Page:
**Available from Natren 866-462-8736, www.natren.com. Also, please note earlier versions of this web page called for 1 tsp of bifidobacterium infantis–this was a typo.
Simmer liver gently in broth until the meat is cooked through. Liquefy using a handheld blender or in a food processor. When the liver broth has cooled, stir in remaining ingredients. Store in a very clean glass or stainless steel container. To serve, stir formula well and pour 6 to 8 ounces in a very clean glass bottle. Attach a clean nipple and set in a pan of simmering water until formula is warm but not hot to the touch, shake well and feed to baby. (Never heat formula in a microwave oven!)
FORTIFIED COMMERCIAL FORMULA
Makes about 35 ounces
This stopgap formula can be used in emergencies, or when the ingredients for homemade formula are unavailable.
1 cup Mead Johnson low-iron, milk-based powdered formula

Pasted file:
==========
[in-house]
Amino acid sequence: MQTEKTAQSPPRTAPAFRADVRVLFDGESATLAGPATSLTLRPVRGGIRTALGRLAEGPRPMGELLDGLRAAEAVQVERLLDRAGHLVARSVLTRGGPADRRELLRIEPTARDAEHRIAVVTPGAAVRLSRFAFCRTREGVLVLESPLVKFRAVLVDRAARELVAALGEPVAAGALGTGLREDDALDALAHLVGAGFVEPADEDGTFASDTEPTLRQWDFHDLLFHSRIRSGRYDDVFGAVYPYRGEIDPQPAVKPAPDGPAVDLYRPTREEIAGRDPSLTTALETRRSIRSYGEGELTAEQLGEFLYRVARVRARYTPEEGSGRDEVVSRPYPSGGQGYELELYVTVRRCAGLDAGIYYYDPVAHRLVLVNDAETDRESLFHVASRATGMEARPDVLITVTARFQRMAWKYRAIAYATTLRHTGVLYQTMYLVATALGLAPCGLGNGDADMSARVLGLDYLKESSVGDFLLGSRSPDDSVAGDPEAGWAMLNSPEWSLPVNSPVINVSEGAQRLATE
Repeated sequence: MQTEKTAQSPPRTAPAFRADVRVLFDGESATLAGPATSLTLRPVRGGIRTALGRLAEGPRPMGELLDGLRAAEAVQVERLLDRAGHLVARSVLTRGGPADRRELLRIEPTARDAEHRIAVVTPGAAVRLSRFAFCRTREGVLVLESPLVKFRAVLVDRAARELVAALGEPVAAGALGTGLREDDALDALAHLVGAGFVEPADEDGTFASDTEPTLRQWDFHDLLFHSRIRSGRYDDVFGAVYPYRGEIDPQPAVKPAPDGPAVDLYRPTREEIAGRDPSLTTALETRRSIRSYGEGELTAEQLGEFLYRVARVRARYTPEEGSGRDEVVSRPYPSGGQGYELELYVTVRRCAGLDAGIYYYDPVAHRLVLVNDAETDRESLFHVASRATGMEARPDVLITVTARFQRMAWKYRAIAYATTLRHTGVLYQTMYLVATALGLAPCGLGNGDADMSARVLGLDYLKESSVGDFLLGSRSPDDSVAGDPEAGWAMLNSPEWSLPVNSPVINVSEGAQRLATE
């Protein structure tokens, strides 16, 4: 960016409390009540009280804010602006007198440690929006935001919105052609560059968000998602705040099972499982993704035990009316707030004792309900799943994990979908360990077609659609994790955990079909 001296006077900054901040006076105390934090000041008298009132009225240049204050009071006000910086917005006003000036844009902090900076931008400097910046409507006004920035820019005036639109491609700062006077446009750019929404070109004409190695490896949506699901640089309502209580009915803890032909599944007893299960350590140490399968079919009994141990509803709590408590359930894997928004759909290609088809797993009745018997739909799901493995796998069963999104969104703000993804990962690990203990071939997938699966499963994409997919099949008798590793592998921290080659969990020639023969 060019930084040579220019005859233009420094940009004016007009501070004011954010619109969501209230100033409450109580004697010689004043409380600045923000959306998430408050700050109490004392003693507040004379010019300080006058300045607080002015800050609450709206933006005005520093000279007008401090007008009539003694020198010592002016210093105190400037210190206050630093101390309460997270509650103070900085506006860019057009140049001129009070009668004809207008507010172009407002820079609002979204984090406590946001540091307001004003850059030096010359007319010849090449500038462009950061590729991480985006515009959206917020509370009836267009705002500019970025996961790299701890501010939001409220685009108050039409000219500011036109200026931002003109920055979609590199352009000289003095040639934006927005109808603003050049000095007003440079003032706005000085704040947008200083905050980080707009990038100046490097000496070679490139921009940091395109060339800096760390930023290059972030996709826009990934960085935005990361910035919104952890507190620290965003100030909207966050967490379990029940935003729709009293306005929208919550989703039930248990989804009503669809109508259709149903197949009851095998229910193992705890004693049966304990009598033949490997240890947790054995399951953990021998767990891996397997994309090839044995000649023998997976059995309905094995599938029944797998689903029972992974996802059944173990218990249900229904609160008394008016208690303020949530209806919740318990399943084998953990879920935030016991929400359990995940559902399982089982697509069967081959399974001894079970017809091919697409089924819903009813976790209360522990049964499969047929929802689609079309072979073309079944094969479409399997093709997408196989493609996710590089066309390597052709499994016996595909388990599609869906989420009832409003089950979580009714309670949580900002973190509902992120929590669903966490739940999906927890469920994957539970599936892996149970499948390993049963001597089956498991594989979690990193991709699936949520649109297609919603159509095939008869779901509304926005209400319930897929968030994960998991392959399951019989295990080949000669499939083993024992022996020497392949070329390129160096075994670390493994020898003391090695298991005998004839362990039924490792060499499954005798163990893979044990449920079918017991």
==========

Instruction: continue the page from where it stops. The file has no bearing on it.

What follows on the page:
29 ounces filtered water (3 5/8 cups)
1 large egg yolk from an organic egg, cooked 3 1/2 minutes (See recipe for egg yolk, below)
1 teaspoon cod liver oil or 1/2 teaspoon high-vitamin cod liver oil
Place all ingredients in a blender or food processor and blend thoroughly. Place 6-8 ounces in a very clean glass bottle. (Store the rest in a very clean glass jar in the refrigerator for the next feedings.) Attach a clean nipple to the bottle and set in a pan of simmering water until formula is warm but not hot to the touch, shake well and feed to baby. (Never heat formula in a microwave oven!)